Unpacking "Spiritual but Not Religious"

I hear often that people are spiritual but not religious, or that they love Jesus but don’t like the church. I get it. But the antidote to a thing that has been misused or abused—like religion and church—is not no use, but good and proper use. 

So, the question worth asking might be, “What is the good and proper use of religion?” Or simply, “What good is organized religion, specifically Christianity, and, to be even more precise, the church?”

Some Christian writers are convinced that the best thing to do is to stop talking about Christianity and to emphasize following Jesus and not any sort of organized religion. But this won’t do because there is no unscrambling this egg: Christianity as an organized Way of following Jesus exists, and has existed for a couple of millenia. (Arguably, those Christian writers are “following Jesus” today because Christianity has existed—as the preserver and proclaimer of the faith!)

Others say, just leave out “the church,” because, after all, Jesus didn’t come to start an institution. Other than a re-reading of a key speech Jesus gave to Peter, this view ignores (either out of ignorance or otherwise) that the four Gospels came to us out of early Christian communities. They were some of the last New Testament books to be written, and the stories in them were preserved by … wait for it … churches. So if the Gospels contain some sort of anti-Church or anti-organized religion message, it would be news to the writers!

I have recently been reading James Martin’s (S.J.) marvelous book The Jesuit Guide to (Almost) Everything and came across his warm and winsome discussion of being ‘spiritual but not religious.’ I’ve highlighted the parts that really stood out to me:

The thinking goes like this: Being “religious” means abiding by arcane rules and hidebound dogmas, and being the tool of an oppressive institution that doesn’t allow you to think for yourself. (Which would have surprised many thinking believers, like St. Thomas Aquinas, Moses Maimonides, Dorothy Day and Reinhold Niebuhr.) Religion is narrow-minded and prejudicial—so goes the thinking—stifling the growth of the human spirit. (Which would have surprised St. Francis of Assisi, Abraham Joshua Heschel, St. Teresa of Ávila, Rumi and the Rev. Dr. Martin Luther King, Jr.)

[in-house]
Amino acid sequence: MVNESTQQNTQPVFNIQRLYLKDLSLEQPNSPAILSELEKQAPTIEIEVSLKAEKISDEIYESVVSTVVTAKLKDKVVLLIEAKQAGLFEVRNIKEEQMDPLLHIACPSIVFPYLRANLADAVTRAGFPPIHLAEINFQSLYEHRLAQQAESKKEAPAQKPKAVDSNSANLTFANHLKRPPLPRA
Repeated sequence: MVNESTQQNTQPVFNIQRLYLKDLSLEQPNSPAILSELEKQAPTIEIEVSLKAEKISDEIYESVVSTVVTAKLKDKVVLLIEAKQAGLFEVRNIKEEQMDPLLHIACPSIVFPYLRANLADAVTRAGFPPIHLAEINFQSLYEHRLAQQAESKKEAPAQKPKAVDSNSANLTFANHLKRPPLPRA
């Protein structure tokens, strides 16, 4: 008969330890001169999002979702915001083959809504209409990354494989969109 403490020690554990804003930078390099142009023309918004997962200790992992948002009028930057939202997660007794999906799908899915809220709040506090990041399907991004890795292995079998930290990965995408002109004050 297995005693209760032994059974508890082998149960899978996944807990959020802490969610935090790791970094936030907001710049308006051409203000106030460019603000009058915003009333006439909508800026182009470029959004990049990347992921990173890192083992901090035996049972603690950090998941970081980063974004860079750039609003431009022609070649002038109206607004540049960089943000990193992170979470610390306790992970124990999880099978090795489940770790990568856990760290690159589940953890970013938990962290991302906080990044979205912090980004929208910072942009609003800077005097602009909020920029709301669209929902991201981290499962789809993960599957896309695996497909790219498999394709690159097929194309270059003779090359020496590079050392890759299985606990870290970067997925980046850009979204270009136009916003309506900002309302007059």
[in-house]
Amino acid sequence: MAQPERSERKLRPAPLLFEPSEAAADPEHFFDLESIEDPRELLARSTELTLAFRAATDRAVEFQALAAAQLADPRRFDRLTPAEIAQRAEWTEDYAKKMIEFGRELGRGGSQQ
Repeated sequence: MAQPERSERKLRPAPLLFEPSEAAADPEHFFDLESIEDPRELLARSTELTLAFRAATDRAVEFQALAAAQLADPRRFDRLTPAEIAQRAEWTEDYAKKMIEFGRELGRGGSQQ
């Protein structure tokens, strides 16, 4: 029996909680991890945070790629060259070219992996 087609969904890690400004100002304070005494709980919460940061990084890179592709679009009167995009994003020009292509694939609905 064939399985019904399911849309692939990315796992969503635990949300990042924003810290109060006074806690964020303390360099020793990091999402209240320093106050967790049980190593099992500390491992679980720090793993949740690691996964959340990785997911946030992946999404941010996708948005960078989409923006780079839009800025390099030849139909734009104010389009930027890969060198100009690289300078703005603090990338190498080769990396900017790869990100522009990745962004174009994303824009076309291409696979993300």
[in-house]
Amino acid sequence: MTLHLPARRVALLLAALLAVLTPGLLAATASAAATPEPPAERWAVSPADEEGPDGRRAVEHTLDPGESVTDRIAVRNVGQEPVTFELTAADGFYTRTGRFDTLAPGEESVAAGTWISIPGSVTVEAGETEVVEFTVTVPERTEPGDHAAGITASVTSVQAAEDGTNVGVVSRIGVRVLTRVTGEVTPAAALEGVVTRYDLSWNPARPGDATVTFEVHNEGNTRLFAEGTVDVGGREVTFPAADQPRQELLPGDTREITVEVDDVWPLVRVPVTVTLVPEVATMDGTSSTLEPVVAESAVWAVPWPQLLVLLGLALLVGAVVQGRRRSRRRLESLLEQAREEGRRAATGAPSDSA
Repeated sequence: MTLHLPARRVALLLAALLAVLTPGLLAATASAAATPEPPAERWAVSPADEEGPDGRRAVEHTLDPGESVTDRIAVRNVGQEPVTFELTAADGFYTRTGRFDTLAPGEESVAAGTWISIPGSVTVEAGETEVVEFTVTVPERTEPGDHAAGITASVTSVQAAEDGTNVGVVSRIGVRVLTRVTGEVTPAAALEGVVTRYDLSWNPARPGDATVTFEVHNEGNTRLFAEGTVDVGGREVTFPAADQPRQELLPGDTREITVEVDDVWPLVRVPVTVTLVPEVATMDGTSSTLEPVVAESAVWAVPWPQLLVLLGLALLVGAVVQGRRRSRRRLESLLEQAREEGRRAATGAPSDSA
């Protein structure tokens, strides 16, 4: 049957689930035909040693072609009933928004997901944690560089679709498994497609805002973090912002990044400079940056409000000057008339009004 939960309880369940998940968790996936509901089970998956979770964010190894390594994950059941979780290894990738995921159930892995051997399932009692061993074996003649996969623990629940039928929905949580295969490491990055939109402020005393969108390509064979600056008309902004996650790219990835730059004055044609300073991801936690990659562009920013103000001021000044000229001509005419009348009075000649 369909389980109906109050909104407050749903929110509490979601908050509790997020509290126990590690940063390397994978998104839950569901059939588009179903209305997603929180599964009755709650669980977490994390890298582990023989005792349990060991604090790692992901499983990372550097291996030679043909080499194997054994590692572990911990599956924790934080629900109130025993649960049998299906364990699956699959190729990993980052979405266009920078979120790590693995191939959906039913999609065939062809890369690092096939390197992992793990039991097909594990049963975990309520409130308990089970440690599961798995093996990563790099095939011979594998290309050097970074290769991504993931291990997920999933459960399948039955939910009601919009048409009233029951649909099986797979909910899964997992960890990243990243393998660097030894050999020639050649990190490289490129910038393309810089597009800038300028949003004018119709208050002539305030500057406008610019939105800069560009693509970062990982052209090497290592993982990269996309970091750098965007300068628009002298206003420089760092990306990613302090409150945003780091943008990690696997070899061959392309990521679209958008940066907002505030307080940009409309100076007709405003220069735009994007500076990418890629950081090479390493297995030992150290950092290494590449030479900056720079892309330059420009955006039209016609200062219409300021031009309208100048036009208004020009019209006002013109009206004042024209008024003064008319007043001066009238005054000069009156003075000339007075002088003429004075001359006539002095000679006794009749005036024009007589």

Or worse, as several contemporary authors contend, religion is the most despicable of social evils, responsible for all the wars and conflicts around the world.

Sadly, religion is in fact responsible for many ills in the modern world and evils throughout history: among them the persecution of Jews, endless wars of religion, the Inquisition, not to mention the religious intolerance and zealotry that leads to terrorism.

You can add to this list smaller things: your judgmental neighbor who loudly tells you how often he helps out at church, your holier-than-thou relative who trumpets how often she reads the Bible, or that annoying guy at work who keeps telling you that belief in Jesus is sure to bring you amazing financial success.

There is a human and sinful side to religion since religions are human organizations, and therefore prone to sin. And frankly, people within religious organizations know this better than those outside of them. …

Still, I would stack up against the negatives some positive aspects: traditions of love, forgiveness and charity as well as the more tangible outgrowths of thousands of faith-based organizations that care for the poor, like Catholic Charities or the vast network of Catholic hospitals and schools that care for poor and immigrant populations. Think too of generous men and women like St. Francis of Assisi, St. Teresa of Ávila, St. Catherine of Siena, Dorothy Day, Mother Teresa and the Rev. Dr. Martin Luther King again. Speaking of Dr. King, you might add the abolition, women’s suffrage and civil rights movements, all of which were founded on explicitly religious principles. Add to that list the billions of believers who have found in their own religious traditions not only comfort but also a moral voice urging them to live selfless lives and to challenge the status quo.

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Glenn Packiam
Glenn Packiam is one of the associate senior pastors at New Life Church in Colorado Springs, Colorado, and the lead pastor of New Life Downtown, a congregation of New Life Church. Glenn earned a Doctorate in Theology and Ministry from Durham University in the UK. He also holds BA in Theological/Historical Studies and Masters in Management from Oral Roberts University, and a Graduate Certificate in Theology from Fuller Theological Seminary. Glenn and his wife, Holly, have four children.